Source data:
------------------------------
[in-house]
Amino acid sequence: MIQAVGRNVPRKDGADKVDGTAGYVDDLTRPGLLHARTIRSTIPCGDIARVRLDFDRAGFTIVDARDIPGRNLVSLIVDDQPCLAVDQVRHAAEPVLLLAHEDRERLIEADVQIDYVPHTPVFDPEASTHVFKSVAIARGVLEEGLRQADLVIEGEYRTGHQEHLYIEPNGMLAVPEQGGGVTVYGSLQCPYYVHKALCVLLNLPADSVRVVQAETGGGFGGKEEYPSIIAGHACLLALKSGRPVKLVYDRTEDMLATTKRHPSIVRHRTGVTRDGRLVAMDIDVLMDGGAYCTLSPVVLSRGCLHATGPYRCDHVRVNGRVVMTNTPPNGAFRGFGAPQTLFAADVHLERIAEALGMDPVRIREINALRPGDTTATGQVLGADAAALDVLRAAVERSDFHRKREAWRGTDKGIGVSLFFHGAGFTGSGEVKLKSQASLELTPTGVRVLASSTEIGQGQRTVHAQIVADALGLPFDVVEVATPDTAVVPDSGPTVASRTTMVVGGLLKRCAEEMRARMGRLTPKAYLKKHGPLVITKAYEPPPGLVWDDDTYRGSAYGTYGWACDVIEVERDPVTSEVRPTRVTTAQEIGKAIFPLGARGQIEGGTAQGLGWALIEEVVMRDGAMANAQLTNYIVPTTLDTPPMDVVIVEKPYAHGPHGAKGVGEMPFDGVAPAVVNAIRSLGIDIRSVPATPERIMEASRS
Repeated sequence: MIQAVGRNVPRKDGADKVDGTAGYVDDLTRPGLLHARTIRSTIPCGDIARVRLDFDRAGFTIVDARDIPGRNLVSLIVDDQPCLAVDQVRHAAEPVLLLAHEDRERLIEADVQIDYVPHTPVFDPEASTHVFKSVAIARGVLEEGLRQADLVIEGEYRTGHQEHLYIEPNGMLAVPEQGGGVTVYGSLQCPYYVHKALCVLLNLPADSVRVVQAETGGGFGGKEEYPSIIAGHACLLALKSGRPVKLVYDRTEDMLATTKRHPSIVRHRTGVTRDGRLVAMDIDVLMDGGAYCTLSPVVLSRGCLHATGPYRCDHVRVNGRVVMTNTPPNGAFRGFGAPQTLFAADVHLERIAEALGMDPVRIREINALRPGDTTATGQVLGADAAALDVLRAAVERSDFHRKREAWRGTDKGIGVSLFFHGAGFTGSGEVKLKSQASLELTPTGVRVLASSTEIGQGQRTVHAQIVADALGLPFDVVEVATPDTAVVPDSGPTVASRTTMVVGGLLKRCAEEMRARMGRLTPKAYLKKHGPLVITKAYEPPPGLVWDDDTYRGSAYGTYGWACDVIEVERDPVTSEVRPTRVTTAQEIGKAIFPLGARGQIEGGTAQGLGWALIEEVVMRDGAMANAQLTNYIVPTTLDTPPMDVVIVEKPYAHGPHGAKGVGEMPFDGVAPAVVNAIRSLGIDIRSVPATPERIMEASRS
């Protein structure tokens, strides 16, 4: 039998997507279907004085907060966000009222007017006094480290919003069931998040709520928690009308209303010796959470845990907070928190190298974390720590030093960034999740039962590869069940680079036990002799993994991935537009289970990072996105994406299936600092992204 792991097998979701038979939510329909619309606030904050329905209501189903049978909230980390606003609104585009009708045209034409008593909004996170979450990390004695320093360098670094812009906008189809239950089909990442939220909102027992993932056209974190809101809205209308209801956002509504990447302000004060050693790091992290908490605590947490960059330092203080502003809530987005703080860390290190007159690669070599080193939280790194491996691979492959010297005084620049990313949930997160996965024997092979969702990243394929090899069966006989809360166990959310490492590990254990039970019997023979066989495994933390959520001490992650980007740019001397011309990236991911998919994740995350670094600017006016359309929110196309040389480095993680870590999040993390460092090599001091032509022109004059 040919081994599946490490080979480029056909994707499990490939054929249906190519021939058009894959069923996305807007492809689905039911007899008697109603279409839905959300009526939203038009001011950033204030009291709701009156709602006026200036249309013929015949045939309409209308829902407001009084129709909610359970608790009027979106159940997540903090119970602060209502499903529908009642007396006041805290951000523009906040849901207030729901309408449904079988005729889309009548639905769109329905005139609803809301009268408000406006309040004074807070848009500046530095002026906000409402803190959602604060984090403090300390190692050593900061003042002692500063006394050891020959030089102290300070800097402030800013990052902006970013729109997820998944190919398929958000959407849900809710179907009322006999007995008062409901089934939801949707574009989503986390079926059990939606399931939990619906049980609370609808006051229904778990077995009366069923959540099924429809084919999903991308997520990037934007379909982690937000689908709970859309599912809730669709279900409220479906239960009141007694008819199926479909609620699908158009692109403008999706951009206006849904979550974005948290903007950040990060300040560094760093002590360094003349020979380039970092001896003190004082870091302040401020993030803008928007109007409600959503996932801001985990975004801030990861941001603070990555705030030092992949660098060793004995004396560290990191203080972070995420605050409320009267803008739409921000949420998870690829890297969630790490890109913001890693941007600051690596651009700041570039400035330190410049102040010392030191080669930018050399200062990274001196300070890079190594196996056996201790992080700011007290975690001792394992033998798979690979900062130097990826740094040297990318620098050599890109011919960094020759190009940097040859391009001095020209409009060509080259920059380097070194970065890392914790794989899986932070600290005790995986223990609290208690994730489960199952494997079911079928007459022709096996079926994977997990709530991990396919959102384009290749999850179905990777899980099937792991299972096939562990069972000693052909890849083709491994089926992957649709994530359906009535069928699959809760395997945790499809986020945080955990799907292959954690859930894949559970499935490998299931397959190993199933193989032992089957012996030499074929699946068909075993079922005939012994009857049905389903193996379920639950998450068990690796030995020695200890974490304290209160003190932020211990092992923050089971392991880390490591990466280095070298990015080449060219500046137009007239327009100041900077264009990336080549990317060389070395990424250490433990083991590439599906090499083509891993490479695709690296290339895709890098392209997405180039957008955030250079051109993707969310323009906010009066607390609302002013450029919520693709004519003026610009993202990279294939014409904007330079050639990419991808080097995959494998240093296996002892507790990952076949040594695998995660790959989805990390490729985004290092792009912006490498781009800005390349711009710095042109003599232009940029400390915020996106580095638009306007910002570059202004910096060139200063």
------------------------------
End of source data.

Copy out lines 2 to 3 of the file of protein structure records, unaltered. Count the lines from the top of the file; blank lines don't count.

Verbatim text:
Amino acid sequence: MIQAVGRNVPRKDGADKVDGTAGYVDDLTRPGLLHARTIRSTIPCGDIARVRLDFDRAGFTIVDARDIPGRNLVSLIVDDQPCLAVDQVRHAAEPVLLLAHEDRERLIEADVQIDYVPHTPVFDPEASTHVFKSVAIARGVLEEGLRQADLVIEGEYRTGHQEHLYIEPNGMLAVPEQGGGVTVYGSLQCPYYVHKALCVLLNLPADSVRVVQAETGGGFGGKEEYPSIIAGHACLLALKSGRPVKLVYDRTEDMLATTKRHPSIVRHRTGVTRDGRLVAMDIDVLMDGGAYCTLSPVVLSRGCLHATGPYRCDHVRVNGRVVMTNTPPNGAFRGFGAPQTLFAADVHLERIAEALGMDPVRIREINALRPGDTTATGQVLGADAAALDVLRAAVERSDFHRKREAWRGTDKGIGVSLFFHGAGFTGSGEVKLKSQASLELTPTGVRVLASSTEIGQGQRTVHAQIVADALGLPFDVVEVATPDTAVVPDSGPTVASRTTMVVGGLLKRCAEEMRARMGRLTPKAYLKKHGPLVITKAYEPPPGLVWDDDTYRGSAYGTYGWACDVIEVERDPVTSEVRPTRVTTAQEIGKAIFPLGARGQIEGGTAQGLGWALIEEVVMRDGAMANAQLTNYIVPTTLDTPPMDVVIVEKPYAHGPHGAKGVGEMPFDGVAPAVVNAIRSLGIDIRSVPATPERIMEASRS
Repeated sequence: MIQAVGRNVPRKDGADKVDGTAGYVDDLTRPGLLHARTIRSTIPCGDIARVRLDFDRAGFTIVDARDIPGRNLVSLIVDDQPCLAVDQVRHAAEPVLLLAHEDRERLIEADVQIDYVPHTPVFDPEASTHVFKSVAIARGVLEEGLRQADLVIEGEYRTGHQEHLYIEPNGMLAVPEQGGGVTVYGSLQCPYYVHKALCVLLNLPADSVRVVQAETGGGFGGKEEYPSIIAGHACLLALKSGRPVKLVYDRTEDMLATTKRHPSIVRHRTGVTRDGRLVAMDIDVLMDGGAYCTLSPVVLSRGCLHATGPYRCDHVRVNGRVVMTNTPPNGAFRGFGAPQTLFAADVHLERIAEALGMDPVRIREINALRPGDTTATGQVLGADAAALDVLRAAVERSDFHRKREAWRGTDKGIGVSLFFHGAGFTGSGEVKLKSQASLELTPTGVRVLASSTEIGQGQRTVHAQIVADALGLPFDVVEVATPDTAVVPDSGPTVASRTTMVVGGLLKRCAEEMRARMGRLTPKAYLKKHGPLVITKAYEPPPGLVWDDDTYRGSAYGTYGWACDVIEVERDPVTSEVRPTRVTTAQEIGKAIFPLGARGQIEGGTAQGLGWALIEEVVMRDGAMANAQLTNYIVPTTLDTPPMDVVIVEKPYAHGPHGAKGVGEMPFDGVAPAVVNAIRSLGIDIRSVPATPERIMEASRS